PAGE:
One clear example of this is where an e-commerce site places an item in the cart without the customer selecting it. For example in 2010 the Comet electronics store (www.comet.co.uk) was caught sneaking iPad cases into the cart of the customer when an iPad was selected. Unwary customers who failed to see this purchased an item they never actually selected. Some airlines use this trick, automatically selecting the travel insurance option whether the customer needs it or not.
SeeTickets.com automatically includes a £3.00 cancellation protection fee, but fails to show this anywhere near the total price table. In fact it’s as far away as you could get (see http://darkpatterns.org/library/sneak_into_basket/)
There are plenty of examples to find across the web. Look for websites that default the opt-in on marketing questions. Or websites that default the more expensive option, hoping you’ll miss (or be too lazy to select) the cheaper option. But it’s not always a deliberate misdirection. Shelfari influenced by mistake, and paid a price (see their blog entry here). Their social sharing invitation accidentally led users into inviting entire address books, rather than a few select friends – and their complaints exploded exponentially.
Big data can also lead us down a dark path. Google has a patent that will allow it to dynamically price content, depending on your behaviour. Buy the expensive top today, and the price offered to you at other stores tomorrow may be higher; you may never see the discounted price offered to other customers with cheaper buying patterns.
In another example Target (see this New York Times) has been tracking so much data on customers that apparently, under the right circumstances, it can tell with an 87% confidence rate whether a woman is pregnant, simply based on shopping patterns. It can even predict the due date, to within a certain window. Recently the father of a teenage daughter found he was going to be a grandfather notfrom his daughter, but from the pregnancy product flyers sent to his home by Target.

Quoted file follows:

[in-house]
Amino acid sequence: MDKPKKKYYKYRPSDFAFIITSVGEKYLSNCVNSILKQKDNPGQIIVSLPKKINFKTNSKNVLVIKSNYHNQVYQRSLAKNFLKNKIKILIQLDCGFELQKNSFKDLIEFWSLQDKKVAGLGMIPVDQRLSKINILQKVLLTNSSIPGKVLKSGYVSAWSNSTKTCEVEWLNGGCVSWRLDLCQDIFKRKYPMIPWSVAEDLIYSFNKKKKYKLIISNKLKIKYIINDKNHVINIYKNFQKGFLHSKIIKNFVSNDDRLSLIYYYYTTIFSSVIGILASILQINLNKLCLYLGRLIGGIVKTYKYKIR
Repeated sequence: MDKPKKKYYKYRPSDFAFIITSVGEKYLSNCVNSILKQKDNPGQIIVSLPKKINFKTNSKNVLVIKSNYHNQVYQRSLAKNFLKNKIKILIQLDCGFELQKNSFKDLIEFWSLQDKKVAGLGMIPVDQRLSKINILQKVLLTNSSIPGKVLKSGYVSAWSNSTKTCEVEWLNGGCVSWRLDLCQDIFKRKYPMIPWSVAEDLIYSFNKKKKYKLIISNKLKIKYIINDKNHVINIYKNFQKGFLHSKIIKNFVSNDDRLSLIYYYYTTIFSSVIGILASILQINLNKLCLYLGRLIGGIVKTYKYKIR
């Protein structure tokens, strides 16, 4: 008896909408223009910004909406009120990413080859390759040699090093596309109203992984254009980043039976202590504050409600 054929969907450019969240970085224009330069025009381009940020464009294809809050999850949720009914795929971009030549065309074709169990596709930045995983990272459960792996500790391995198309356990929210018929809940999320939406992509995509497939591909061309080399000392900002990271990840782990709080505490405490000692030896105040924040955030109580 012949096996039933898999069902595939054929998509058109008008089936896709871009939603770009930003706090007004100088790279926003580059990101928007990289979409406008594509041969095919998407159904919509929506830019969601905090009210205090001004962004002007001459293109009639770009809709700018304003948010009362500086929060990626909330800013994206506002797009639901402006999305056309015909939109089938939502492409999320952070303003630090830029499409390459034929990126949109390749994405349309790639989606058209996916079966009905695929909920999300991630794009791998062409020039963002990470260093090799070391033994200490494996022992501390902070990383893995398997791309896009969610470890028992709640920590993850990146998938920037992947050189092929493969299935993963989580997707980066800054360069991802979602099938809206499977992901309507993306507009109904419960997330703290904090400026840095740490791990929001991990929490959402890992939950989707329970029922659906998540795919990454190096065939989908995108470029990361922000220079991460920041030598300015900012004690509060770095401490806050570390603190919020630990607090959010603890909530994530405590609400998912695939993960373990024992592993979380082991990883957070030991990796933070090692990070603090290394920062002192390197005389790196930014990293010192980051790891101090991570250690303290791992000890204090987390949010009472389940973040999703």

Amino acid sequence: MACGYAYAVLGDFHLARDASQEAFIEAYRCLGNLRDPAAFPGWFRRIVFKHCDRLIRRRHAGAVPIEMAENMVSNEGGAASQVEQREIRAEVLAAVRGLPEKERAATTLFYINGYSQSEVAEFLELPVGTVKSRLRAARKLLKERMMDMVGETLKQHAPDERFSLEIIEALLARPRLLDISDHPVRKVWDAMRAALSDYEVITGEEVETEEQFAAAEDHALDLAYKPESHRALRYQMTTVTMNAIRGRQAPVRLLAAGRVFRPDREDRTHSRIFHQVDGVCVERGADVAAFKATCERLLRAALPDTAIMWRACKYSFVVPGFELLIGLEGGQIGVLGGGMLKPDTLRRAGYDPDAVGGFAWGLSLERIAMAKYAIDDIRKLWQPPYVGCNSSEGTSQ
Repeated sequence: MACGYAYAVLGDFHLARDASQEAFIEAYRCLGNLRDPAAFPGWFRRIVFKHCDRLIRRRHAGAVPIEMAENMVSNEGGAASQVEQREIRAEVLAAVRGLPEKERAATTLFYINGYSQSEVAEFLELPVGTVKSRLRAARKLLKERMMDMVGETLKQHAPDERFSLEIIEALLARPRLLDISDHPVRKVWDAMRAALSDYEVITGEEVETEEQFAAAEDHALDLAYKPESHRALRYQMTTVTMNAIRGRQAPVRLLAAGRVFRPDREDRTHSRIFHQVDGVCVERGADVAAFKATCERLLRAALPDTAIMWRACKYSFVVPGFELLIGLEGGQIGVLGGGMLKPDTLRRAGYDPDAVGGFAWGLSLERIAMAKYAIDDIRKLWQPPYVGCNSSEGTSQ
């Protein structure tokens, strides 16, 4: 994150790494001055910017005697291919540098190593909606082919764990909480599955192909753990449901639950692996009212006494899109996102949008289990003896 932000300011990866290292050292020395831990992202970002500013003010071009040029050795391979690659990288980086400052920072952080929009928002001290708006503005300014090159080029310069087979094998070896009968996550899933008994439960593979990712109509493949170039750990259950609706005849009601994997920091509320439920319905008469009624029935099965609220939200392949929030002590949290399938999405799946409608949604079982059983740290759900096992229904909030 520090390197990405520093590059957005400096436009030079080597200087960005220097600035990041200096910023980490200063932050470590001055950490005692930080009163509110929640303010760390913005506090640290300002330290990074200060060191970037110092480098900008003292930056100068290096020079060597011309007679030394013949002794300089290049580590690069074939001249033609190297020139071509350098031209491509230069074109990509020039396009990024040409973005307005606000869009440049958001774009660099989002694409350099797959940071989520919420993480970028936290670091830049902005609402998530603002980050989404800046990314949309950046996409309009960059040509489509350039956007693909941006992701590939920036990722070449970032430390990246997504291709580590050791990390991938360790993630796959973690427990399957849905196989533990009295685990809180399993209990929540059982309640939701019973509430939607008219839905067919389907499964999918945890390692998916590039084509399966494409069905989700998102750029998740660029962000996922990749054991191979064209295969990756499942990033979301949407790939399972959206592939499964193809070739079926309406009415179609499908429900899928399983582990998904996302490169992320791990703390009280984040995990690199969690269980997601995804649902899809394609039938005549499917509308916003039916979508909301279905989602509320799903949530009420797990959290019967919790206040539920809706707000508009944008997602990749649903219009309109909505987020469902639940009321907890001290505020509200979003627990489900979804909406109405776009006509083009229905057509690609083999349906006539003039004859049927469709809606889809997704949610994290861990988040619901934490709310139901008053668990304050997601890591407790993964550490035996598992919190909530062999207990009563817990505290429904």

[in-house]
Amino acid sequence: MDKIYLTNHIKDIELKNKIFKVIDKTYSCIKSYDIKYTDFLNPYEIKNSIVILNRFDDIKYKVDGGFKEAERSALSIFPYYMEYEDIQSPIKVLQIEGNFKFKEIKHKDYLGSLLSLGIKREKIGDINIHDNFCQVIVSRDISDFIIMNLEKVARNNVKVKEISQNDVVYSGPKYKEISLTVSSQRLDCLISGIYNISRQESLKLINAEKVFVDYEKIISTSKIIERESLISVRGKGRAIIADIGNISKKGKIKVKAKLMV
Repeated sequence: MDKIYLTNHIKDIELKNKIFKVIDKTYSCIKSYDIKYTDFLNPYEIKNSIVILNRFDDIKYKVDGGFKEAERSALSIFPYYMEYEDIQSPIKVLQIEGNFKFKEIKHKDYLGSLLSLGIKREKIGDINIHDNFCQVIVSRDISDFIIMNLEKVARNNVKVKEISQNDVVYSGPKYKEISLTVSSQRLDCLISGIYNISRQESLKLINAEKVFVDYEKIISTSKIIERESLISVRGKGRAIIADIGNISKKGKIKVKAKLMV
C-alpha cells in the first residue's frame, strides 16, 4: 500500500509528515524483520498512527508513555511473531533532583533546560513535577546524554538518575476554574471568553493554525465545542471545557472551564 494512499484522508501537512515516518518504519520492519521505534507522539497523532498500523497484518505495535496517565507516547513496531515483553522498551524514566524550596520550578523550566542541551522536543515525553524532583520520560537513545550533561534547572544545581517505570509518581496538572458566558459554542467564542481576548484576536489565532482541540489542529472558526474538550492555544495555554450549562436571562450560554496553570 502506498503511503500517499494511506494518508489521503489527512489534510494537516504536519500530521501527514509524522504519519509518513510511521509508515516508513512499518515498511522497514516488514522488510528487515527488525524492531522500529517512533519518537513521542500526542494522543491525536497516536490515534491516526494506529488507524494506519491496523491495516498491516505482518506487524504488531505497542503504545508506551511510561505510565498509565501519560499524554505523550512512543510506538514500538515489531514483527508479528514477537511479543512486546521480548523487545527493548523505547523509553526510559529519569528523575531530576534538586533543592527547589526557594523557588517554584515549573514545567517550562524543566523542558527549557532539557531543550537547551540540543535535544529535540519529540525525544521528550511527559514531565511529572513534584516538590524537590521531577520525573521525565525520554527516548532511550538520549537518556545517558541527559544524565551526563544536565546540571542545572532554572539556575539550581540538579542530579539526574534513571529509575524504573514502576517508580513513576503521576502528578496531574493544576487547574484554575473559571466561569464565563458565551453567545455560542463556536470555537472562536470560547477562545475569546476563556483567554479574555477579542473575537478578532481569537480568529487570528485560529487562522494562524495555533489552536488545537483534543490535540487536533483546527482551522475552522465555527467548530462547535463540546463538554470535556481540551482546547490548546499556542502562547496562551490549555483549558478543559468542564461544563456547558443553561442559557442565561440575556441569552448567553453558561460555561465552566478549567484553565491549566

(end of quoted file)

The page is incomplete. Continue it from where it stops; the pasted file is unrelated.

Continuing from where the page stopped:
These are all examples of where UX has been used in a way to gain some advantage, but we also need to consider the ethical nature of our research itself. As with any research, looking for answers can in itself be damaging to the audience being tested. Consider the Stanford Prison Milgram Experiments, psychological experiments in which participants were treated as prisoners/guards (in one) and were asked to administer fatal doses of electric shock (in the other). Both experiments led to high levels of criticism and in at least one case to ongoing psychological trauma to participants. Not that UX research has ever been quite so drastic, but it’s important to note that research isn’t always harmless.
And the damage can sometimes fall back on ourselves. A colleague of mine recently explained how one of her previous roles was working on photos of starving children in Africa for a charity organisation. She was told to ignore all photos of starving boys, since the images of starving girls had a high rate of conversion for charity giving. Putting aside for a moment the ethical questions that raises, at a personal level this was something that had deeply affected her in a negative way.
Where is the line
It’s pretty clear that our field has a set of powerful tools to play with. Used in the wrong way this can have a negative impact on ourselves, our research subjects and on the wider audience in general. Without some form of guidance and with the best of intentions, any practitioner could easily slip across the line without realising it.
The UX Code
UX practitioners are generally pretty honourable people in my experience. After all, we get into this game through an innate desire to see technology work for people, rather than against them. But that doesn’t mean we can always know what’s right, so a code of conduct makes a lot of sense. It also makes sense that this code should be based on three core constructs:
1. Do no harm
Just as in the medical code of ethics, our core directive should be one of non-maleficence – “first, do no harm”. It’s a simple rule, and one that should be particularly directed at the research and analysis stages.
2. Abide by industry codes of conduct
Secondly we should abide by the unique codes of conduct relating to the industry we are working within. Many industries, particularly those with the potential to cause harm, have either a regulatory or voluntary code of conduct specific to the field. UX specialists working within that industry should understand and abide by the same standards.
3. Abide by a UX code of practice
There is no such thing just yet, but perhaps the time has come to create one. It should speak to how we respect both the business and the user, during research, analysis, design and testing phases. Privacy, honesty and respect should be core elements.
We all follow our own moral compass – but perhaps it’s time we found a stronger, clearer and more consistent line to avoid tripping over.